Doodles From Henry VIII’s Prayer Book Reveal A Man Possibly Plagued With Depression And Anxiety

Published June 29, 2023
Updated June 30, 2023

Infamous English monarch Henry VIII drew doodles highlighting dark and depressive passages in his prayer book, leading scholars to believe he struggled with anxiety and religious guilt in the years leading up to his death.

Henry Viii

Public DomainPortrait of Henry VIII of England by Hans Holbein the Younger c. 1540.

Best known for marrying six times, beheading some of those wives, and breaking England away from the Catholic Church during his reign in the 16th century, Henry VIII of England is generally viewed as an egotistical and tyrannical ruler. Now, however, a series of doodles the infamous monarch left in his personal prayer book suggest he struggled with depression, anxiety, and religious fear in his final years.

Henry VIII scholars have long used documents and other materials left behind to piece together the reality of the king’s life and reign. Somehow, however, annotations and drawings the king etched in the margins of his “Psalms or Prayers” book went unnoticed for centuries.

Henry Viii Prayer Book

The Worsley Library Henry VIII’s prayer book complete with doodles.

The doodles were finally discovered by pure luck. Micheline White, an associate professor at the College of the Humanities and the Department of English at Carleton University in Canada, stumbled across them while reviewing Henry VIII’s prayer book.

“It’s not what we might expect,” Professor White told The Times. “We tend to think of Henry being very confident and he exerted his authority with impunity, but in these particular annotations we see traces of a Henry who’s pretty anxious.”

The doodles largely take the form of manicules, or drawings of hands. These hands often point to specific, dark passages of the prayer book, such as: “Take away thy plagues from me, for thy punishment hath made me both feeble and faint.”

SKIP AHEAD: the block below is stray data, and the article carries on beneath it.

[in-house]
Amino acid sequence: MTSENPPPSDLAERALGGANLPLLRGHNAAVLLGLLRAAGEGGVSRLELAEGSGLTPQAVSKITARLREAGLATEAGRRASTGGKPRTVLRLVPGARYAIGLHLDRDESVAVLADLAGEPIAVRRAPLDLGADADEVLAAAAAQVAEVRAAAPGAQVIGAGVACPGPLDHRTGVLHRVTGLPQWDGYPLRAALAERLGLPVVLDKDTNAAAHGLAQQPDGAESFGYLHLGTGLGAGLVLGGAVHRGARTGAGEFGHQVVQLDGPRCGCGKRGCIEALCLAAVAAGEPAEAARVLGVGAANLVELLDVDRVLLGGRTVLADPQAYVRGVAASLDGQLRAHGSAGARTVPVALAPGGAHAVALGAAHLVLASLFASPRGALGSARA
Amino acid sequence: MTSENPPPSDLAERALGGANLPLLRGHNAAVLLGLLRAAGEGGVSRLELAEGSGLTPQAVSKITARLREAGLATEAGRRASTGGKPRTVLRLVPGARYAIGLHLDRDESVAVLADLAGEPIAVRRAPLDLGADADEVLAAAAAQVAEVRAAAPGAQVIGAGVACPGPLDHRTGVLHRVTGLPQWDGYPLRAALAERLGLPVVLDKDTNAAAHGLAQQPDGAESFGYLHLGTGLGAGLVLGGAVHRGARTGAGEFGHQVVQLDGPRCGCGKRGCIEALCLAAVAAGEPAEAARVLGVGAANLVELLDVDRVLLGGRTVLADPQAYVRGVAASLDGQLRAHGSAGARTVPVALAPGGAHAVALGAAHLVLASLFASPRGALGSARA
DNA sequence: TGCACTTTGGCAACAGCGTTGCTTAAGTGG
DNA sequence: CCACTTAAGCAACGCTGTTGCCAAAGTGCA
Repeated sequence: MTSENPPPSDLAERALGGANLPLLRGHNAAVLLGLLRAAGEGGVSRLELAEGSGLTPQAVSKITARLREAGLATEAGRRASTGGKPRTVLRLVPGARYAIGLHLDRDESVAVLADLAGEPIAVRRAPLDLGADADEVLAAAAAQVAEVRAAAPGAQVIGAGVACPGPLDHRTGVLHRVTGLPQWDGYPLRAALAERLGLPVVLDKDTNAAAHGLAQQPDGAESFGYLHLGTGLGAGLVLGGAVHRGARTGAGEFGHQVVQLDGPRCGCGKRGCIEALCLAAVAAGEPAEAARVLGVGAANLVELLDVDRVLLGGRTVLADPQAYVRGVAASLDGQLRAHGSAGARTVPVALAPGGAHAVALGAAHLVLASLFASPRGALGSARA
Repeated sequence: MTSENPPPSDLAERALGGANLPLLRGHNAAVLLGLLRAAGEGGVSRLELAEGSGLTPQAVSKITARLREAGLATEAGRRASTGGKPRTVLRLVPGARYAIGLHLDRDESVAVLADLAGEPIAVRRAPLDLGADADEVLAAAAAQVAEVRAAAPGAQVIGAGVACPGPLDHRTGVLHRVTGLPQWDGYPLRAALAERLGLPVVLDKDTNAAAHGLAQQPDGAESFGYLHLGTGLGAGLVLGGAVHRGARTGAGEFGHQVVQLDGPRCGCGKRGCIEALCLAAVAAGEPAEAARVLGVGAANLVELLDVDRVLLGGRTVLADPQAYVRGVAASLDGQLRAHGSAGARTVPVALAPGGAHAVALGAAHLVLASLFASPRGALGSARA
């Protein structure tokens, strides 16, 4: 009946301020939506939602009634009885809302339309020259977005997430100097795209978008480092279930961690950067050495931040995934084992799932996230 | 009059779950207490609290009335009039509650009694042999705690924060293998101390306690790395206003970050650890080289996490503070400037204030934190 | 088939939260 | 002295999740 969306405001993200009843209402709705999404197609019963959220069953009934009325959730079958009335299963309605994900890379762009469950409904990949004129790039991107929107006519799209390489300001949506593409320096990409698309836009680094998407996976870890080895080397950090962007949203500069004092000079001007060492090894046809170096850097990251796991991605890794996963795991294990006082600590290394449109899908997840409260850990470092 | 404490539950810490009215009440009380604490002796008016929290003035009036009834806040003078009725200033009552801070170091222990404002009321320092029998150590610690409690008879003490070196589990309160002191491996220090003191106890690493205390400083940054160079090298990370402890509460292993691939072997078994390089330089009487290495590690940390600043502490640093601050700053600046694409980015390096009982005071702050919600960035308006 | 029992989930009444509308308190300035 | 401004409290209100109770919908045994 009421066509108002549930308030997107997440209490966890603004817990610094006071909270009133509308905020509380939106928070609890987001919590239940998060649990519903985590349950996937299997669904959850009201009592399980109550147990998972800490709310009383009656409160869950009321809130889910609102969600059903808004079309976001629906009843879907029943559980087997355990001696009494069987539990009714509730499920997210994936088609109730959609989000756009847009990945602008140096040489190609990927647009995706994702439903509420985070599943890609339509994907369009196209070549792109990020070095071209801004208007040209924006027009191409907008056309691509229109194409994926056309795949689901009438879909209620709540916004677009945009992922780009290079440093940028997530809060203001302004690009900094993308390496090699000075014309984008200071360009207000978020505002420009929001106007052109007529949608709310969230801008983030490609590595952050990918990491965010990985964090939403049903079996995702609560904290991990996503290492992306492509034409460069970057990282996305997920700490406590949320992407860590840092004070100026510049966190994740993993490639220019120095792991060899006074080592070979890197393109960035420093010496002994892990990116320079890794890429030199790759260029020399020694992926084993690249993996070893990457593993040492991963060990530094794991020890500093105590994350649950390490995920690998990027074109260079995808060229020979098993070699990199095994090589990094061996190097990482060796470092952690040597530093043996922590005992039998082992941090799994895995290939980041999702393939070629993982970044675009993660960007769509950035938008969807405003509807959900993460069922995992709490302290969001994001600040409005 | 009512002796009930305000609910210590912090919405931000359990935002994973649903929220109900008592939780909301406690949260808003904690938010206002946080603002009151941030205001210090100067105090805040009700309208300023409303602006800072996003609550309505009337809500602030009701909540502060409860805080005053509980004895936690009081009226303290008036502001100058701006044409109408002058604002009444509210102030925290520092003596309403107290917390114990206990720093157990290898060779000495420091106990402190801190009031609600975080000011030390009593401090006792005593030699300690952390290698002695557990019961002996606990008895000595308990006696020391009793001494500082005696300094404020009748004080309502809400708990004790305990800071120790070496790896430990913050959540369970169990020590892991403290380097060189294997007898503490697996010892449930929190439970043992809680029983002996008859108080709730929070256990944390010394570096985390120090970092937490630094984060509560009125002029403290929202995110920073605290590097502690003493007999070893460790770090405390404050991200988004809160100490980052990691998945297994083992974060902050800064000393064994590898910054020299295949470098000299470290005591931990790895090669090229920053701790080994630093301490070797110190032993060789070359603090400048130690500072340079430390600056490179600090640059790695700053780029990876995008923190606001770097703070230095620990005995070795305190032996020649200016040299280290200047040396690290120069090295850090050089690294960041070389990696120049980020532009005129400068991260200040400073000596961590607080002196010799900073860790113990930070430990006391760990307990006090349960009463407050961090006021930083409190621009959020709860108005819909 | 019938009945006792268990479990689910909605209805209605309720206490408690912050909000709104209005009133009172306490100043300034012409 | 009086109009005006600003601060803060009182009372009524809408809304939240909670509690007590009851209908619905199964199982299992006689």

Henry Viii Doodle

The Worsley Library An example of a manicule pointing to a passage in Henry VIII’s prayer book.

Interestingly, this edition of “Psalms or Prayers” was translated in 1544 from Latin to English by Henry VIII’s sixth and final wife, Catherine Parr, as a form of propaganda. Catherine edited the book to include rhetoric that would inspire patriotism in England’s upcoming war with France.

However, Henry VIII seemed not to concern himself with the inspiring and hopeful passages, instead opting to highlight those that discuss pain, damnation, and guilt.

“O Lord God forsake me not, although I have done no good in thy sight,” Henry VIII highlighted.

He also marked a passage that read: “Let thy spirit teach me the things that be pleasant unto thee, that I may be led into the straight way, out of the error wherein I have wandered overlong.”

Overall, Henry’s focus on passages relating to religious guilt and pain lead scholars to believe that he may have experienced deep feelings of anxiety and depression in his final years.

And he had a good reason to. After all, the king had married several women and ordered some of their deaths. He had made the momentous decision to pull an entire country away from the Catholic Church so he could divorce his first wife and marry his second. Physically, Henry also suffered from an ulcerated leg, headaches, and other ailments.

“He’s worried that God is punishing him with physical illness,” White explained to CNN.

“He’s obviously really worried,” White continued. “Towards the end of his reign he definitely had a lot to be worried about.”

According to the Royal Family website, Henry VIII’s reign ended after a largely unsuccessful campaign against France, which resulted in an economic downturn in England.

Scholars have published a full analysis of these doodles in a study published in the journal Renaissance Quarterly.

After learning about Henry VIII’s prayer book doodles, discover the story of Catherine Parr, Henry VIII’s sixth and final wife. Then, read Mary, Queen of Scots’ cryptic prison letters sent during her last days in captivity.

Amber Morgan
Amber Morgan is an Editorial Fellow for All That's Interesting. She graduated from the University of Florida with a degree in political science, history, and Russian. Previously, she worked as a content creator for America House Kyiv, a Ukrainian organization focused on inspiring and engaging youth through cultural exchanges.
John Kuroski
John Kuroski is the editorial director of All That's Interesting. He graduated from New York University with a degree in history, earning a place in the Phi Alpha Theta honor society for history students. An editor at All That's Interesting since 2015, his areas of interest include modern history and true crime.
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Morgan, Amber. "Doodles From Henry VIII’s Prayer Book Reveal A Man Possibly Plagued With Depression And Anxiety.", June 29, 2023, Accessed June 16, 2024.